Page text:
This article first appeared in Independent School magazine, Fall 2003
Just what do we mean today when we say, “That’s a good kid” or “She is such a good girl”? To begin a frame of reference for myself, I asked a number of parents and educators that question, and there was a common thread in their descriptions. Not surprising to me, no one referred to academic achievement, and nearly everyone included the words “hard working.” I was intrigued and heartened by the fact that a majority of the respondents used words and phrases like “willing to help,” “obedient,” “kind,” “sensitive to the needs of others,” and “trustworthy” to describe a good child. Does academic achievement have any place in the description of a good child?
At a recent NAIS workshop that I attended, President Pat Bassett talked about good children. He concluded his talk by citing a study conducted by Dr. Anthony Campolo, noted speaker and educator. As part of the study a survey of Japanese parents was conducted in which they were asked, “In one word, describe what you want most for your children.” The answer given most often was “success.” Parents in the U.S. were also polled and asked the same question; the majority of Americans said “happy.” As I sat listening to Bassett speak, I was comfortable with what he was saying, but then he went on to ask “Would it be reasonable for that one word to be ‘good’?” It turns out kids who are morally good turn out in disproportionate numbers to be both happy and successful. This data is also supported by Douglas Heath’s works, Schools of Hope and Lives of Hope. That is when I sat up and began to ponder, could that be acceptable to either the Japanese or American cultures today?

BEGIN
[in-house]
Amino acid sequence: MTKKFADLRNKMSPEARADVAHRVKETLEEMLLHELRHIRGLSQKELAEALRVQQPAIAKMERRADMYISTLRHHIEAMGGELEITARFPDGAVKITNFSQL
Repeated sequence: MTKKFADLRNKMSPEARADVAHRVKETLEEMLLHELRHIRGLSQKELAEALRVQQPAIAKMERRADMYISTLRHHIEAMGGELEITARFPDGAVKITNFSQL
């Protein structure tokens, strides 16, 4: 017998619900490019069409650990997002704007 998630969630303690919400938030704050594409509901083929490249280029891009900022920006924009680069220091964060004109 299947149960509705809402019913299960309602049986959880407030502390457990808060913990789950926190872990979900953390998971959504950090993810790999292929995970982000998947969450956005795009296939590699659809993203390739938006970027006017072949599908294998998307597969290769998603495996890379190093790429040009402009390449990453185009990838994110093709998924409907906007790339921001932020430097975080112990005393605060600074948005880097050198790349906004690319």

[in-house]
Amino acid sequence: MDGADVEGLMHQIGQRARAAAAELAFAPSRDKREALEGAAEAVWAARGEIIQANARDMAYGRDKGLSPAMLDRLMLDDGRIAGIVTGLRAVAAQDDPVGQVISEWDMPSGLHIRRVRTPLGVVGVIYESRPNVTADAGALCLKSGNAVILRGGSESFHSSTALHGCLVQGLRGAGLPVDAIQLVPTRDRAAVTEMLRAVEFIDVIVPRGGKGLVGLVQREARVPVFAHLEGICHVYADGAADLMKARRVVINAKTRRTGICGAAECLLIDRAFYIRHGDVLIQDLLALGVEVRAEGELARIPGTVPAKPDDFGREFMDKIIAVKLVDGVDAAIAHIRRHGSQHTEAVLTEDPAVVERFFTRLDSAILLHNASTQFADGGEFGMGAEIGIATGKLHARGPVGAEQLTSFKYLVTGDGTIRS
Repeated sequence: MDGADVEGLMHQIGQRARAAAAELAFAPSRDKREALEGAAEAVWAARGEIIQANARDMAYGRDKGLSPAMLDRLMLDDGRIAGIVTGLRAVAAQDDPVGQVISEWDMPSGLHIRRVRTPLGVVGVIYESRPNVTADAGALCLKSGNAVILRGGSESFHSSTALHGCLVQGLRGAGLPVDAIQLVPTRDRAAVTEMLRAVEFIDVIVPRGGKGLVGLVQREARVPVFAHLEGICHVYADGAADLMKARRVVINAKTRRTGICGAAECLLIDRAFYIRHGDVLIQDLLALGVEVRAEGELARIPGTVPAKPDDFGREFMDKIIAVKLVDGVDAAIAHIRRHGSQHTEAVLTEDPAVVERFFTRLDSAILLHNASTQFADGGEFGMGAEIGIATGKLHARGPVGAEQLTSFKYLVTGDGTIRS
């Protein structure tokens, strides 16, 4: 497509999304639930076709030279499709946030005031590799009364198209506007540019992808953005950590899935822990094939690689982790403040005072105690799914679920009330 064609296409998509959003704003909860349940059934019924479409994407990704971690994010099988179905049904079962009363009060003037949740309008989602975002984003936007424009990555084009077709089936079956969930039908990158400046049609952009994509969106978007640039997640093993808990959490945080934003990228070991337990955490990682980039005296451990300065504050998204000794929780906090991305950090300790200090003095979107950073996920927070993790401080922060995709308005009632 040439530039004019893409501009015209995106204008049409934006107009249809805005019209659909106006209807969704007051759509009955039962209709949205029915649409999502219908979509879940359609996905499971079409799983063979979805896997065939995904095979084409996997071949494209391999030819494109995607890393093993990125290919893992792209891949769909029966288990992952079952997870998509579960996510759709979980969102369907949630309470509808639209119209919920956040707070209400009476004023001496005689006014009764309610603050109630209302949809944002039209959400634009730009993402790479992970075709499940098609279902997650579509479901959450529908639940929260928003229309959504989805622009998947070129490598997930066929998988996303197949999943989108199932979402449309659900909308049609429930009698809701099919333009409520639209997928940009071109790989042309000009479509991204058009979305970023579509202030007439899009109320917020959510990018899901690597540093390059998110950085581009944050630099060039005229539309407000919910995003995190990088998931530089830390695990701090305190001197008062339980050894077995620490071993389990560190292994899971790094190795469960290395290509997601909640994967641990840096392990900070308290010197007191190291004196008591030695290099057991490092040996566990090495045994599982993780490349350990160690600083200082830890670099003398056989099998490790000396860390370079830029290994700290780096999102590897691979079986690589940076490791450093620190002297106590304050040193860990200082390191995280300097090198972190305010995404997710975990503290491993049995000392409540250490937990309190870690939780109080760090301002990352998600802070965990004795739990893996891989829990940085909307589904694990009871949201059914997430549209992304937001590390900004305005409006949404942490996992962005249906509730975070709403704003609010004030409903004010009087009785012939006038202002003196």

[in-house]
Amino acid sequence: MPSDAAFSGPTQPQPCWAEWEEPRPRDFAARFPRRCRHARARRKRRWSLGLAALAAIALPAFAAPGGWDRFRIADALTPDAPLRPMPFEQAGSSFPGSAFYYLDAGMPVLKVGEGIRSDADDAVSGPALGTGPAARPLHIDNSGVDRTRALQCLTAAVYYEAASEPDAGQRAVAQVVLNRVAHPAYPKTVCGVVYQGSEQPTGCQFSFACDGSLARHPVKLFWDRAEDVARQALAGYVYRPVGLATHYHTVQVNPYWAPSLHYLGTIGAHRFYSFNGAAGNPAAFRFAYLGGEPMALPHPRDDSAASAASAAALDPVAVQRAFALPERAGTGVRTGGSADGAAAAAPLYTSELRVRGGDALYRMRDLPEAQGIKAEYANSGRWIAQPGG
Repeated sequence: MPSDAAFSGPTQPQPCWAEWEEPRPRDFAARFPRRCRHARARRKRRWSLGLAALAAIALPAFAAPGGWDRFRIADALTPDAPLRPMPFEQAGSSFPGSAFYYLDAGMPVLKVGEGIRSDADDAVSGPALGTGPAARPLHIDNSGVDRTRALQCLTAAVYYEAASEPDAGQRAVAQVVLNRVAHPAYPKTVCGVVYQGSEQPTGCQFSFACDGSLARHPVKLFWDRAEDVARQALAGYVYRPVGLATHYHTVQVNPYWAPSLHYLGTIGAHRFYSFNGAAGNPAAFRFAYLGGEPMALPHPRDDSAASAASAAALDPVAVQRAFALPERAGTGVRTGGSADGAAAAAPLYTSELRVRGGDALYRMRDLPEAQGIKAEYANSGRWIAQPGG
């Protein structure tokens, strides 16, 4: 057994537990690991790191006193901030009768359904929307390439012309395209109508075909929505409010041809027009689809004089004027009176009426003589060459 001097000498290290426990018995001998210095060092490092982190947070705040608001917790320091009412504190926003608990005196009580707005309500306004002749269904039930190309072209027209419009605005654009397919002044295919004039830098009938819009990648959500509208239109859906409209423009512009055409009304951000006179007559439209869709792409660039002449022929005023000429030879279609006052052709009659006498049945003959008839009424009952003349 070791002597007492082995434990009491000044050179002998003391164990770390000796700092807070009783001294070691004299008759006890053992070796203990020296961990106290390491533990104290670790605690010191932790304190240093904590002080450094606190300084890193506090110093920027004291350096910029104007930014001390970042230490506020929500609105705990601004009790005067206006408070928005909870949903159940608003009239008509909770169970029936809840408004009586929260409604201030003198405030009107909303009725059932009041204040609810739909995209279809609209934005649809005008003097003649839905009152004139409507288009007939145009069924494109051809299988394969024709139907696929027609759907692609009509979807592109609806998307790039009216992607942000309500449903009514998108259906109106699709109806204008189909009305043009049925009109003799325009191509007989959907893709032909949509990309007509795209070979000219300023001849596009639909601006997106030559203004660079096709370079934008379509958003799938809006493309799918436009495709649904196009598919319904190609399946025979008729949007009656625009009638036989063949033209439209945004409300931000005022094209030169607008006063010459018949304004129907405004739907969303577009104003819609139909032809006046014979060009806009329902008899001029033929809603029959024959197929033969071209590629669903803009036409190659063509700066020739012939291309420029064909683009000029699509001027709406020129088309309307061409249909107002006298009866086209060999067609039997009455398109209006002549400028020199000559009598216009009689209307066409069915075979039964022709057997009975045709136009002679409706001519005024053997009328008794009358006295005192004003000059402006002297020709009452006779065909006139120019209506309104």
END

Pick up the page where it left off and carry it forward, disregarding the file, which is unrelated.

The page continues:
Garrison Keillor in his popular radio show “Prairie Home Companion” closes his weekly Lake Woebegone diary with “. . . where all the women are strong, all the men are good looking, and all the children are above average.” If his thoughts on America have any validity, his tongue-in-cheek insinuation that every parent believes his/her child is above average might speak to how today’s society is supposed to view its children. There is a constant tension we face in the care of today’s child — the tension between success and happy. I would commend to you Blessings of a Skinned Knee by Wendy Mogel; in her book, she addresses this tension, parents, stress, and raising good children. I believe that she hits the mark in trying to help us find a proper balance. (To be continued in the next post)